Rio de Janeiro: Of the nearly 4,000 athletes competing in the Rio Paralympics, all but two are doing so for their country.
Syrian swimmer Ebrahim Al Hussain and Iranian-born discus thrower Shahrad Nasajpour make up the first refugee team at the Paralympics.
“All the years I dedicated to sports did not go in vain,” said Al Hussain, who lost part of his right leg in a bombing in his Syrian hometown.
“I think we were trying to show that the values that the [Paralympics] holds is to provide opportunities regardless of the circumstances of individuals with impairments,” said Chef de mission Tony Sainsbury, regarding the creation of the refugee team. “Those opportunities exist for them provided that they can demonstrate that they are of the right standard of potential.”
Sainsbury said athletes must meet three criteria to be considered. They need to be officially recognised as refugees, who had sought and were granted asylum. They need to return from Brazil to the nations where they sought asylum, and they had to turn in a “credible performance,” he said.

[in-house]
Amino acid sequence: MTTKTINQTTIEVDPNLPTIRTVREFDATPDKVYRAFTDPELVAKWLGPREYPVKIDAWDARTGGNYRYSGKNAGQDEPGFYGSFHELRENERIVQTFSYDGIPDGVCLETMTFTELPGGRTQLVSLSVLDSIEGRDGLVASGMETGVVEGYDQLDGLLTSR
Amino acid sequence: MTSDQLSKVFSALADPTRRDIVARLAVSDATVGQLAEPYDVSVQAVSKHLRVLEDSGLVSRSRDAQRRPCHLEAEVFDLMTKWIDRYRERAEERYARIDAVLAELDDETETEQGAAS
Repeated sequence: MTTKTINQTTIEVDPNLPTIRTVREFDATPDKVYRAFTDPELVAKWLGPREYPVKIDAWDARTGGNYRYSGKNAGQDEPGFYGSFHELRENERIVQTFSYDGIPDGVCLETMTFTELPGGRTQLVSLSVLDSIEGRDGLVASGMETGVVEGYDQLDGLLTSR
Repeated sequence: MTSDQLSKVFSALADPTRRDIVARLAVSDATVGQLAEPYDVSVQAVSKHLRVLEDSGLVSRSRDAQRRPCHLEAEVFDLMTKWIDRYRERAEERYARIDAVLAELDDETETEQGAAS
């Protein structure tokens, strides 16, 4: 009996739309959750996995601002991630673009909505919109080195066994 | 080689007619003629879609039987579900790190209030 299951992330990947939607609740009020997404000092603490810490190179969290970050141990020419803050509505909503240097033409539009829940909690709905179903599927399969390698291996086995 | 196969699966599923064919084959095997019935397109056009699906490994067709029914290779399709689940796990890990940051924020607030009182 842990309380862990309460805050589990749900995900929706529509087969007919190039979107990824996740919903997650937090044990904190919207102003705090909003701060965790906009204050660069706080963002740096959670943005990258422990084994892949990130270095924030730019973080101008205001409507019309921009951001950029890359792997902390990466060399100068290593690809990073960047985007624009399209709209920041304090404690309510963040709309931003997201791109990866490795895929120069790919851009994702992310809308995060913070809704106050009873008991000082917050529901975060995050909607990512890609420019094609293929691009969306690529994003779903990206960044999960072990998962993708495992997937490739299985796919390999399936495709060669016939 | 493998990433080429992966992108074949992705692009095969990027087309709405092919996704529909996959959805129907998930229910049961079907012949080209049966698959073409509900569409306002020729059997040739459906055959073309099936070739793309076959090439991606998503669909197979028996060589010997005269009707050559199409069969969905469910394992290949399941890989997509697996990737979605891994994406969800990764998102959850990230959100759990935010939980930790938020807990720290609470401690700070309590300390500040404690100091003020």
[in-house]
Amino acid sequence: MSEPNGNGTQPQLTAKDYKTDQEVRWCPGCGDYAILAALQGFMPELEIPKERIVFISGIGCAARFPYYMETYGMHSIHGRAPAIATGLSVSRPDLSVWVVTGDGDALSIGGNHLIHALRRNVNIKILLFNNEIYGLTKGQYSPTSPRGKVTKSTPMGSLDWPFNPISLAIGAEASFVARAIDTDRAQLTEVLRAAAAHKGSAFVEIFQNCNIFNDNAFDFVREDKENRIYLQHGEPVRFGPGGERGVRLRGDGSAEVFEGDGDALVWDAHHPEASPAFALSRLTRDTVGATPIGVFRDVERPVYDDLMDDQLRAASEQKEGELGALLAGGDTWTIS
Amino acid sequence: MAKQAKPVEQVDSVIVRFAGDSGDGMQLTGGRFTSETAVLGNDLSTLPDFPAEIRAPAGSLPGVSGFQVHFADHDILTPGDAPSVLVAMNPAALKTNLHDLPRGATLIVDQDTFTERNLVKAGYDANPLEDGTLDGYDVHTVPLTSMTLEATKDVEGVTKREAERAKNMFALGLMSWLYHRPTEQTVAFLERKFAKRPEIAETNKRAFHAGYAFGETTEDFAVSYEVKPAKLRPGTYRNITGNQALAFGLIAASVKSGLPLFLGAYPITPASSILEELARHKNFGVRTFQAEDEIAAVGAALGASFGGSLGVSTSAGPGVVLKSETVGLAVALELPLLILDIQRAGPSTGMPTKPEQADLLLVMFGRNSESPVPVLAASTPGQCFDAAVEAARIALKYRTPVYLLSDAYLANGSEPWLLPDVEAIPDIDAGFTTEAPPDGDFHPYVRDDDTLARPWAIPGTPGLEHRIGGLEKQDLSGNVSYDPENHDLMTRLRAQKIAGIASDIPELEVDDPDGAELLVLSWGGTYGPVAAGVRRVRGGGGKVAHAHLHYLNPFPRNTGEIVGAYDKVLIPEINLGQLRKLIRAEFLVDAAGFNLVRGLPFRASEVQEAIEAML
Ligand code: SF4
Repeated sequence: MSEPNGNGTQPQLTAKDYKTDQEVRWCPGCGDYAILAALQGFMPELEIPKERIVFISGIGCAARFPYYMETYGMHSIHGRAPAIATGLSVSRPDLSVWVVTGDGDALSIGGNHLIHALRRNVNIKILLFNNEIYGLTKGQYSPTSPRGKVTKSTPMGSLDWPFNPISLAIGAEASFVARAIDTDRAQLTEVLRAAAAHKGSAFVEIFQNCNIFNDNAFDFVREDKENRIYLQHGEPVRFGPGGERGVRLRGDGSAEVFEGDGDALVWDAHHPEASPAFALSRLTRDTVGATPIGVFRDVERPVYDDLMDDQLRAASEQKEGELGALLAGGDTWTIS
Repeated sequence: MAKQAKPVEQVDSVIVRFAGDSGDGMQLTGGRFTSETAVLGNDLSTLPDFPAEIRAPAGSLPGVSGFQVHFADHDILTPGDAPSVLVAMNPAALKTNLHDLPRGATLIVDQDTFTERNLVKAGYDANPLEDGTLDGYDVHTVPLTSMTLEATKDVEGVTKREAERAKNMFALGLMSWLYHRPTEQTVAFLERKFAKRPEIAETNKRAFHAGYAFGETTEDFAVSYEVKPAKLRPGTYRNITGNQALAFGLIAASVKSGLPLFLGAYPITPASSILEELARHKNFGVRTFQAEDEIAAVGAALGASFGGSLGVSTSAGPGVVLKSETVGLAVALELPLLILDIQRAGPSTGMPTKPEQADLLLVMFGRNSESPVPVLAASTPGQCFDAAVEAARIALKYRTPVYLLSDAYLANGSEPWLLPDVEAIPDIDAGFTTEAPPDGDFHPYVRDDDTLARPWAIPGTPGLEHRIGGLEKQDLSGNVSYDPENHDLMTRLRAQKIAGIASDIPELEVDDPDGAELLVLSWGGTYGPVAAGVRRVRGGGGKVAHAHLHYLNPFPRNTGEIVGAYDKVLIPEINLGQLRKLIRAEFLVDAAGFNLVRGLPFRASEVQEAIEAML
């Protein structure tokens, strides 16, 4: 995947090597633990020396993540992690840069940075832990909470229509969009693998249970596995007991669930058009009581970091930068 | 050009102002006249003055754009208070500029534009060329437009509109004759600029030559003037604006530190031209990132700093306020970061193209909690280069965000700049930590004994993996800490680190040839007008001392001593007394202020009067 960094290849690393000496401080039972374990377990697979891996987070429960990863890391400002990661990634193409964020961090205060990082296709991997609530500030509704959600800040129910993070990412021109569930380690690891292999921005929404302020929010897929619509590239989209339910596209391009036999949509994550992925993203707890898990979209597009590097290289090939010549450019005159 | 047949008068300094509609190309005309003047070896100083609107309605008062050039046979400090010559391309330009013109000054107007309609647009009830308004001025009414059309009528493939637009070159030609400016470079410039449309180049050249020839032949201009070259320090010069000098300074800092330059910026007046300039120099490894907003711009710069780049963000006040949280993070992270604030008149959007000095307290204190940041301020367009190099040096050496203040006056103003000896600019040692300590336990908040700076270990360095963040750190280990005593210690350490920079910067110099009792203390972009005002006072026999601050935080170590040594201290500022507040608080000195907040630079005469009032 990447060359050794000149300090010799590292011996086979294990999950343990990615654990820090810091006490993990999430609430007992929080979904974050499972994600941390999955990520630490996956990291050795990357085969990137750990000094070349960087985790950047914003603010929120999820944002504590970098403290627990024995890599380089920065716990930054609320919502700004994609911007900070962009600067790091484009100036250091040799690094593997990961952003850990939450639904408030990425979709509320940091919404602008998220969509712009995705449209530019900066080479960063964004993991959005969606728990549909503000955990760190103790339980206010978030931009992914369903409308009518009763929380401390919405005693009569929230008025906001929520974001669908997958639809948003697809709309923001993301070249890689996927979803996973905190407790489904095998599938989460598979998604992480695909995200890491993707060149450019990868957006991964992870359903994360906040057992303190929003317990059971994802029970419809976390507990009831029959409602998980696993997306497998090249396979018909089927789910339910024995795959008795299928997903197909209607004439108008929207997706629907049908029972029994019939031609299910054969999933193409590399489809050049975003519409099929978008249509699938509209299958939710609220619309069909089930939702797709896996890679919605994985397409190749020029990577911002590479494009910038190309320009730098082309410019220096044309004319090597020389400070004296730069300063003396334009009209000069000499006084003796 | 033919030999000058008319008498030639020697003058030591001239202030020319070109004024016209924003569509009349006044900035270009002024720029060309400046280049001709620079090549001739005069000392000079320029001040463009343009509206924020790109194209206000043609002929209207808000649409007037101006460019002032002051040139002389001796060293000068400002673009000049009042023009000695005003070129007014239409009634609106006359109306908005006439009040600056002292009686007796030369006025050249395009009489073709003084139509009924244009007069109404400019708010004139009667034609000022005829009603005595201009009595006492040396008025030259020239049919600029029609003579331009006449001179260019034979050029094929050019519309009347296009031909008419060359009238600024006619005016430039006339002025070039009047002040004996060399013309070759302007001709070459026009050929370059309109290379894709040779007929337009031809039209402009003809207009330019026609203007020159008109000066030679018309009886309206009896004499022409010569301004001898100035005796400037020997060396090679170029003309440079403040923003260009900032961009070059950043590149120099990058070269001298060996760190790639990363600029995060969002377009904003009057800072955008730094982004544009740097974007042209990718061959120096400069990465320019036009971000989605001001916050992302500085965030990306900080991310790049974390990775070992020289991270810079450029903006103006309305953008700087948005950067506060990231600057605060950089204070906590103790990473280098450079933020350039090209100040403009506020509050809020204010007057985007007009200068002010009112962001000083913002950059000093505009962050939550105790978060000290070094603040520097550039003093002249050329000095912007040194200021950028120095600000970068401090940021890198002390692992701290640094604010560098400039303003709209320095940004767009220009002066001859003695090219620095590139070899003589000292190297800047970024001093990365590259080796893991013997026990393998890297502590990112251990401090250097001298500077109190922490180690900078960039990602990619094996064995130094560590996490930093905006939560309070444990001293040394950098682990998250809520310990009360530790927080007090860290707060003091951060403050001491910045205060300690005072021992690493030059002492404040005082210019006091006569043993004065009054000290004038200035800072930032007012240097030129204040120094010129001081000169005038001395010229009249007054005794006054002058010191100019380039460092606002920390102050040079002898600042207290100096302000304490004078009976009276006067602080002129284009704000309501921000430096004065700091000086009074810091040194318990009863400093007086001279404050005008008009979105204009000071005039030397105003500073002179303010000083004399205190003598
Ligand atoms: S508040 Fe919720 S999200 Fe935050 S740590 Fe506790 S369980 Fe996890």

Mohamad Al Abed, who lived in the same area as Al Hussain, fled Syria and now resides in the Netherlands. He said that while he doesn’t know Al Hussain personally, “everyone knows of the heroic Syrian swimmer.”
While neither refugee competitor medalled, Al Hussain hopes to leave behind a different type of legacy at the Paralympic Games. He says he feels “having represented the refugees of the world and having the word ‘refugee’ circulated throughout the world is the most important thing I could have done.”